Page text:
Even though this year's U.S. Open at Oakmont had its fair share of drama, even going down to the wire when Tiger Woods missed his long, birdie putt to give Argentinean golfer Angel Cabrera the win, it wasn't as wild as last year's, when everybody, it seemed, was imploding.
This year at Oakmont Country Club, the implosions were staggered, throughout the week and especially throughout Sunday.
NBC did an excellent job of covering the carnage. By excellent coverage, I mean Johnny Miller.
Miller is the second best analyst in all of sports, behind only Charles Barkley. Neither cares a whit for either TV critics or players, some of whom, especially in Barkley's case, they played with. They are both brutally candid, only Barkley is funnier.
It's harder to be funnier in golf than in the NBA, but Miller's stinging criticism can be hilarious. He has said his goal is to say things in the booth people don't expect, but we have come to expect the unexpected from him.
This is the guy who said "Verplunk" when Scott Verplank hit into the water at the Ryder Cup and who said Ben Hogan would have "puked" had he seen Craig Perry's swing. I wonder what he would say about Allen Doyle.
In any case, Miller did not let us down at the 107th U.S. Open.
After Phil Mickelson and others complained about the conditions, Miller said, "I don't want to hear it's impossible. It's not. The course is playing perfectly."
Of course, this has added weight since it was Miller who shot 63 in the 1973 Open at Oakmont, a fact NBC's golf team didn't exactly ignore in its broadcasts.
Of course, he gave Oakmont its due, calling the course's bunkers "the toughest in America."
When Cabrera missed a 10-footer, Miller said, "The only way you can miss that is make a bad stroke or get nervous."
When Bubba Watson imploded, hitting a hurried shank from the rough close to the green, exactly 15 seconds after he had hit a similarly horrible chip, Miller said "That's crazy."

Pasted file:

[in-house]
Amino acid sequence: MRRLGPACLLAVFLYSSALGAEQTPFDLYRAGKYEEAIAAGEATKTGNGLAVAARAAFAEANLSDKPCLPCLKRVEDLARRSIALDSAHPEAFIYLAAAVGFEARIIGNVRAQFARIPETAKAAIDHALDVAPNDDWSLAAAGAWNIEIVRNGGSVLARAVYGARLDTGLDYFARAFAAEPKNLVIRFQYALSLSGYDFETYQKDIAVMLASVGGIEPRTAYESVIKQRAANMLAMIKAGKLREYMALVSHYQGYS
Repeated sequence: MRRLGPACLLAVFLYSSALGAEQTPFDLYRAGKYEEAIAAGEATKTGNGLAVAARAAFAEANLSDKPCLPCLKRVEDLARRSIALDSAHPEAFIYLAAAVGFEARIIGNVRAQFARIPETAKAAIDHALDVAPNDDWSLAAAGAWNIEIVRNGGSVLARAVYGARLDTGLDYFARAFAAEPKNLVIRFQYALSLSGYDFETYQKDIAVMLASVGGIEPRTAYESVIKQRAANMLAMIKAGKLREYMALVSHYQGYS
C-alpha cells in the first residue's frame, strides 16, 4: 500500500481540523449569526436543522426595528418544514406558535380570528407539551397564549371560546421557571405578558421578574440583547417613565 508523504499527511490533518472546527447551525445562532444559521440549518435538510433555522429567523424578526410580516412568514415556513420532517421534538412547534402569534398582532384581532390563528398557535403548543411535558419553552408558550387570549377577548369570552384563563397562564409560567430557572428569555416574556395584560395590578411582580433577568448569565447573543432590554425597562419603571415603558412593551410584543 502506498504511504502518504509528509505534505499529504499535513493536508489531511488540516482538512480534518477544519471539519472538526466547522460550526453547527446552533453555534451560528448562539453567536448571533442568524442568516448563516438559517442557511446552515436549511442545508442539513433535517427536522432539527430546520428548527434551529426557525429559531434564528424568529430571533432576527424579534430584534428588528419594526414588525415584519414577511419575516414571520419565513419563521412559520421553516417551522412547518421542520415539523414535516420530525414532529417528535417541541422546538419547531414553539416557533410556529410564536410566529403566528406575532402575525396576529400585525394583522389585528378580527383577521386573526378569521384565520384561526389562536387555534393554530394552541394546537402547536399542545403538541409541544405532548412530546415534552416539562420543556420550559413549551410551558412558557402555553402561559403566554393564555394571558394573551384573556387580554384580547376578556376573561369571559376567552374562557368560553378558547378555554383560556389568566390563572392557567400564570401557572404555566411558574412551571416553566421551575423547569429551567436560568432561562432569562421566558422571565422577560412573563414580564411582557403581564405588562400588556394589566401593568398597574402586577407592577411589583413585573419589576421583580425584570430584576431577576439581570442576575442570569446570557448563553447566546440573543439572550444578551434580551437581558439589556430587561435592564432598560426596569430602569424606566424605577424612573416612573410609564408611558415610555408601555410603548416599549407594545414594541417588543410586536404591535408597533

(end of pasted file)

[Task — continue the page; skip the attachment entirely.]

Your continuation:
He was sympathetic to Aaron Baddeley's embarrassing showing in the final round, starting with the triple-bogey at No. 1, saying "It's all nerves - 100 percent nerves."
When Baddeley, battling his inner demons, smiled afterward, Miller said, "It's like the boxer who gets nailed and just smiles."
Miller nailed the carnage all through Sunday's round, saying: "Amazing what the U.S. Open will do to guys on Sunday ... They're just doing it earlier."
When Cabrera had a crucial putt later in the round, Miller said: "He's thinking about every putt he's missed since he was in Pampers."
He didn't back off on Tiger Woods, either. With Woods trying to prove he can come back in a major, and failing, Miller said, "It's amazing: He's had a million opportunities to win a major coming from behind, and he just won't take advantage of it."
It isn't just his honest criticisms. Miller has an uncanny knack for spotting things about a player others miss.
On Watson's unorthodox swing: "Seems like guys with their own swing, with maybe a few tips from local pros, are more resilient, tougher," Miller said. "They don't need to be spoon-fed."
He also pointed out how Watson "works the ball more than any player I've ever seen."
It's a good thing NBC had Miller on Sunday, because otherwise the network talkers didn't exactly distinguish themselves.
Jimmy Robert's essays were bland, the low point coming with his forced put about "water off a duck's back," referring to El Pato, referring to Cabera's nickname, The Duck.
Tim Rosaforte, who normally provides some nice insight, had his moments. His interview with an almost defiant USGA head David Fay was excellent - Fay was obviously smarting about Phil Mickelson's comments about Oakmont being dangerous - but his reported interview with Argentinean golfer Roberto De Vicenzo yielded nothing.
Media notes: If ever there was a voice not made for golf, it is Chris Berman of ESPN, who handled early-round chores. That's why I like him.
Berman is like a bull in a china shop in the booth, and he isn't going to let the staid sport of golf keep him from his famous name puns.
"Ground control to David Toms."
NBC did have some good moments technically, especially with its split screens late Sunday that showed simultaneous putts by hard-charging Jim Furyk and Cabrera and, later putts by Woods and Furyk.
It also showed a timely clip of Larry Nelson's putt on the 16th green, from roughly the same spot where Furyk missed his.
June 19, 2007